If you don't know what the Muun are, you probably just didn't know them by name. And this is part of the problem. The Muun look like this...


In fact, that's one of the artists interpretations of Plagueis there on the bottom right. Muun are long, and thin and bear no resemblance to Snoke physically (other than the aforementioned baldness), even if you factor in his disfigurement. Surprisingly, folks are cherry picking the details from interviews with Andy Serkis, where he describes Snoke as tall and having "a very distinctive and idiosyncratic bone structure." Another interviewer described him as thin. While this could describe a Muun, Snoke clearly doesn't look like a Muun. Conversely, when Serkis is asked about Plagueis, he specifically says he's not. Which, you'd think, would be enough to convince fans, considering their taking his other words as gospel. Then again, his other words in no way confirm that Snoke is Plagueis, especially in the fact of, well, the face. The bone structure is just too different.

I also find it unlikely that they'd retcon this EU aspect of Star Wars canon. Mainly because this is only EU by virtue of the fact that it only exists in George Lucas' notes. Previously, Lucas' notes were gospel, whether those details had made it on-screen or not. If the movies are royalty, Lucas was their Supreme Creator. And those details, as far as I can find, have yet to be altered in any way. Details like Chewie's age, his life-debt to Han, the species designations and home planets of background aliens, have all managed to survive into existing official lore. This would be in keeping with the old days, a decade before the Prequels, where hardcore Star Wars fans already knew about the volcanic final battle Obi-Wan gives Anakin his molten rock makeover, the Wookiee homeworld Kashyyyk, and how a Senator named Palpatine would seize power of the Old Republic and become Emperor of a new Galactic Empire. We'll only have two opportunities to make an educated guess about how Lucasfilm without Lucas will do a Star Wars movie. By speculating on 8, based on what we saw in 7. And by speculating on 9 based what we see in 8. Once we get to 9, there will be nothing else to speculate on. So we're 50% of the way there when using that standard. Based on what we know, there's no real reason to think they'll ditch the idea of Plagueis being a Muun. And Snoke clearly doesn't look anything like one.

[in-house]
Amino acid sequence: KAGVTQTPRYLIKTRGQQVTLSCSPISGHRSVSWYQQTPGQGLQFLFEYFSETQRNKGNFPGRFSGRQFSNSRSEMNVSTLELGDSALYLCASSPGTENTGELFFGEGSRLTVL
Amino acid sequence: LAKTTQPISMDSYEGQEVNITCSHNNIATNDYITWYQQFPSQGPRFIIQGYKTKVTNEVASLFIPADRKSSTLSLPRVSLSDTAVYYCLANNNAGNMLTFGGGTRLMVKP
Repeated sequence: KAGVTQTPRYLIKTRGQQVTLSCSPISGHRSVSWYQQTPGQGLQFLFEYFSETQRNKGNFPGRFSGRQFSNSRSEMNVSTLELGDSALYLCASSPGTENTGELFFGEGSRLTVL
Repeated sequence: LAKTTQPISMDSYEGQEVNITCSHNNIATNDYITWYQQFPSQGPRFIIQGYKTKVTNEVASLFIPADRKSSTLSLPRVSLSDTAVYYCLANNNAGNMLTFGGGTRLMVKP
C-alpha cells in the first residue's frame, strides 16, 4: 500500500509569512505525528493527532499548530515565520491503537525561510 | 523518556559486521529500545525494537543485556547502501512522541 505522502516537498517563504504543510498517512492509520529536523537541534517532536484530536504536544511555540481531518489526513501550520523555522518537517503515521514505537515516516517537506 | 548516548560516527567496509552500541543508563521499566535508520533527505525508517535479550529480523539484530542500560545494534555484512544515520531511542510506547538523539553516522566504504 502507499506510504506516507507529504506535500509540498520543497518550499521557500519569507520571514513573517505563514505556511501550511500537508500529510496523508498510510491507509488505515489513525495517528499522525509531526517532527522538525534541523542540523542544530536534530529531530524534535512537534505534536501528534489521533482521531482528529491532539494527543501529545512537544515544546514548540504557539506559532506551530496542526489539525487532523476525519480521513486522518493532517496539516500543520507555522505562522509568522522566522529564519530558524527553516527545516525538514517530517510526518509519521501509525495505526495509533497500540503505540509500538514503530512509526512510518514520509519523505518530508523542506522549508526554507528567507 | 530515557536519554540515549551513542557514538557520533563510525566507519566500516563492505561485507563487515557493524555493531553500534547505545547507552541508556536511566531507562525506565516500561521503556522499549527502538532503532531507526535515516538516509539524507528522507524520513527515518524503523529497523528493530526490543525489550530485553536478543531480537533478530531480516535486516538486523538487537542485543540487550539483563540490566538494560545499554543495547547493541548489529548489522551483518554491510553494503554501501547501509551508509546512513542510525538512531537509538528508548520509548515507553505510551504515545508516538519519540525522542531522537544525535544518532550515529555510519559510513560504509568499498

I love fan theories as much as the next geek, but this is one of those theories gaining steam from wishful thinking alone.